Of all the names in the world of firearms, Winchester Repeating Arms is among the most recognizable and beloved. There’s little wonder why.
The legendary rifles and shotguns that have poured out of the company in its more than 150 years of existence helped tame the wild west, win America’s wars and put meat on the table. This pedigree — not to mention top-notch designs — has made Winchesters among the most collectable firearms around.
With the release of the Standard Catalog of Winchester Firearms 3rd Edition, Gun Digest went to the source to dig a little deeper into the company and its wares. We sat down with Winchester Repeating Arms Product Manager Glenn Hatt for a quick Q & A about the past, present and future of this renowned company and its guns.
Gun Digest: We’ll pitch you a softball to start off: What’s it like to work for one of the world’s most historic gun brands? Were you a Winchester enthusiast before working for them?
Hatt: I’ve been with Winchester for 18 years, and it is easy to say it has been a very humbling and cool experience, something I’m very proud. Winchester has been around for more than 150 years, so it’s something special when you say you work for company that historic. People know its name and have a very positive feeling towards it. And of course I was a Winchester fan before coming here. I had an old (Model) 94 and Model 70 before coming on board.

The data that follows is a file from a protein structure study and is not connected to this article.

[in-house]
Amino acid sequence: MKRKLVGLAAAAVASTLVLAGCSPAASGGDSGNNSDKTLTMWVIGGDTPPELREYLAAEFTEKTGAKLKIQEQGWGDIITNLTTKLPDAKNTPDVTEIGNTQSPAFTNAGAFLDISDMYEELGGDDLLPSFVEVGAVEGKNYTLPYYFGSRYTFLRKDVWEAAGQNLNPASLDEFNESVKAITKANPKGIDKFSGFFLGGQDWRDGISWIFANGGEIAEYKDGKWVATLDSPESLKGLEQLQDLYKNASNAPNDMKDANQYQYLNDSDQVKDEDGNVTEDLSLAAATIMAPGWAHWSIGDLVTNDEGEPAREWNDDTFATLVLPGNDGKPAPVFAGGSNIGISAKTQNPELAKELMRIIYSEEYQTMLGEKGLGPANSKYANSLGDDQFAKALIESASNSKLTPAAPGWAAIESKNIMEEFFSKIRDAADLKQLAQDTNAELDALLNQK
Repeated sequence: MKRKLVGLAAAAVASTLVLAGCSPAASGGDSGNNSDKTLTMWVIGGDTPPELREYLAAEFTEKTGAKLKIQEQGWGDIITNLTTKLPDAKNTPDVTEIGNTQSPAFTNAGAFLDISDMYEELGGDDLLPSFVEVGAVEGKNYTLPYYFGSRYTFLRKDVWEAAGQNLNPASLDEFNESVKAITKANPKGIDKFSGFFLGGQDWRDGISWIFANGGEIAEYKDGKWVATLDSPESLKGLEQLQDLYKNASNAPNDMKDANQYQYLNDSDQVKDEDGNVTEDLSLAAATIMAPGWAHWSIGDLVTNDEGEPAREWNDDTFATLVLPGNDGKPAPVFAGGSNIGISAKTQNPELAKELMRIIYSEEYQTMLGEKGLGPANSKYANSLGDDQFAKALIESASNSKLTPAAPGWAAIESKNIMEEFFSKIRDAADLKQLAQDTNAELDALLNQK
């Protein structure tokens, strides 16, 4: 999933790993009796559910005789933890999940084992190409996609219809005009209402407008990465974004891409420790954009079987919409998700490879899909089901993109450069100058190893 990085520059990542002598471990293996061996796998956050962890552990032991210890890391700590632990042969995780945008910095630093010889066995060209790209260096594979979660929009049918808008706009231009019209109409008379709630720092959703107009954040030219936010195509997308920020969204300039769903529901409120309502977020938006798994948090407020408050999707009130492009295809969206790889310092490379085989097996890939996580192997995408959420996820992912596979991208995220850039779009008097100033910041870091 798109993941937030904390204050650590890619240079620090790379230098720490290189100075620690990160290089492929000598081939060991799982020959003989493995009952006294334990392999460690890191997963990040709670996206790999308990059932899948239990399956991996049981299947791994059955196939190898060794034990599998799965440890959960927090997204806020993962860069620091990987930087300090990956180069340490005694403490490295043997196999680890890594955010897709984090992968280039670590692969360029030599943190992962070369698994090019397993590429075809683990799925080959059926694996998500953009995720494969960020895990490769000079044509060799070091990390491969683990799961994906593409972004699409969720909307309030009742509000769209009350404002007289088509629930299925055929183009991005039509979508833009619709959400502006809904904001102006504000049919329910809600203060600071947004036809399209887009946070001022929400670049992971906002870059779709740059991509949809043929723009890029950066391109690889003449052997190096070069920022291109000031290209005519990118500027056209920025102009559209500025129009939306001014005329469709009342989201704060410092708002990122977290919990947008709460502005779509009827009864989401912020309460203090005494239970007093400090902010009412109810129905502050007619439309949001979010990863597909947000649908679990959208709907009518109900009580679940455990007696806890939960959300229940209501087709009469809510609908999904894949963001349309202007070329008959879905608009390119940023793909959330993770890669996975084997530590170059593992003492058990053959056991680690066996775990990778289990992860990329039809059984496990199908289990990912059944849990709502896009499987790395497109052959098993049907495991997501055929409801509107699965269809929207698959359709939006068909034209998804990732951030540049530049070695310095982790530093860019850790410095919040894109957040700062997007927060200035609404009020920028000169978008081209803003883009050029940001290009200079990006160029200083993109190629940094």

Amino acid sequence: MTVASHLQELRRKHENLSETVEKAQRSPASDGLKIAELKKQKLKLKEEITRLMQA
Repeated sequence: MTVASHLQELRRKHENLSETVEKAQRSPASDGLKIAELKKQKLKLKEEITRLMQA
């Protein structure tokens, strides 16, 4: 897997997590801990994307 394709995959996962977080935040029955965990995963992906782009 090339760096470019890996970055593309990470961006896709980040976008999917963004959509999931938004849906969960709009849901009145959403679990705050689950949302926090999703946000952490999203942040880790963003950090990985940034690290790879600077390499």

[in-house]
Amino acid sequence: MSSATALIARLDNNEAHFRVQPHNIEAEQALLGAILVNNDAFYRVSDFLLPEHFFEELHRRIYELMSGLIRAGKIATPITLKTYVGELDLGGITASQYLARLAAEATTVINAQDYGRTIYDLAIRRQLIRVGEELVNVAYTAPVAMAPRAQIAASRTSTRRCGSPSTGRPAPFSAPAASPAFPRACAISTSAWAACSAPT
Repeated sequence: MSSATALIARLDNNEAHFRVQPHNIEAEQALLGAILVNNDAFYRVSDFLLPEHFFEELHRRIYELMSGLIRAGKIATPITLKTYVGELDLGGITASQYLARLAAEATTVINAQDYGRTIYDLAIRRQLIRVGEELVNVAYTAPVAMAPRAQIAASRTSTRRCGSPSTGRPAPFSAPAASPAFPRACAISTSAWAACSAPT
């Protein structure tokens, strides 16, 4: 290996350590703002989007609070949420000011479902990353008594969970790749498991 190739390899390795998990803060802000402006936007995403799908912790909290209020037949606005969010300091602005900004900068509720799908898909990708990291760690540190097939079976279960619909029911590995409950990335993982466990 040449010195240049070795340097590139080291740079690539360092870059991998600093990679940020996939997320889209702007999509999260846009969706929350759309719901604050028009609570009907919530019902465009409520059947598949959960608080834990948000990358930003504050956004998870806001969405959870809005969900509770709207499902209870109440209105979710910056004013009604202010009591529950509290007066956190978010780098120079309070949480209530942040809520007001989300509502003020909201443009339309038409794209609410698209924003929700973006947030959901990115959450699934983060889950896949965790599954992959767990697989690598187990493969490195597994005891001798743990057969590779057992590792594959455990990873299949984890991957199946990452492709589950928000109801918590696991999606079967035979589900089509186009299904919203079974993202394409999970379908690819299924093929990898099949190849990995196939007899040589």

Gun Digest: Given the release of the new edition of the Standard Catalog of Winchester Firearms, we’re particularly interested in the collecting end of things concerning Winchester. With that said, there are so many variables regarding old Winchesters that dramatically affect their value. Where does one begin to decipher these idiosyncrasies?
Hatt: Gun Digest does a good job and would be a good starting point.
Gun Digest: We’ll take that. Anywhere else?
Hatt: Really, it’s difficult to say, but it is one of the questions I get asked the most. Everybody wants to know what their Dad’s or Granddad’s old Winchester is worth. But there are so many variables to each gun it’s difficult to say which would be the most important. A firearm’s wood, steel and history all play a role in its value. In addition to this, the company has also produced numerous commemorative firearms, which also influences value.
I suppose if there is an area of interest to a collector — hunting, military, film — that would be a good starting point. From there, the best advice I could give is to research the Winchesters you are interested in, learn about them and their history. Then go online; see what they’re selling for at retailers and at auctions. If you can’t find your exact model, look for something close and work from there. This will give a collector an idea about what Winchesters are going for in the present market.
The great thing about the company is if there is an era in history a collector is interested in, there is most likely a Winchester that fits into it. Speaking of recent military history alone, Winchester produced both the M1 Garand and M14. Also, Winchester's guns have been in a lot of movies, which can drive interest. Some people just have to have one of the models of Winchester that John Wayne shot or was featured in Open Range.
Again, the variables are so broad, it’s difficult to nail it down to one thing.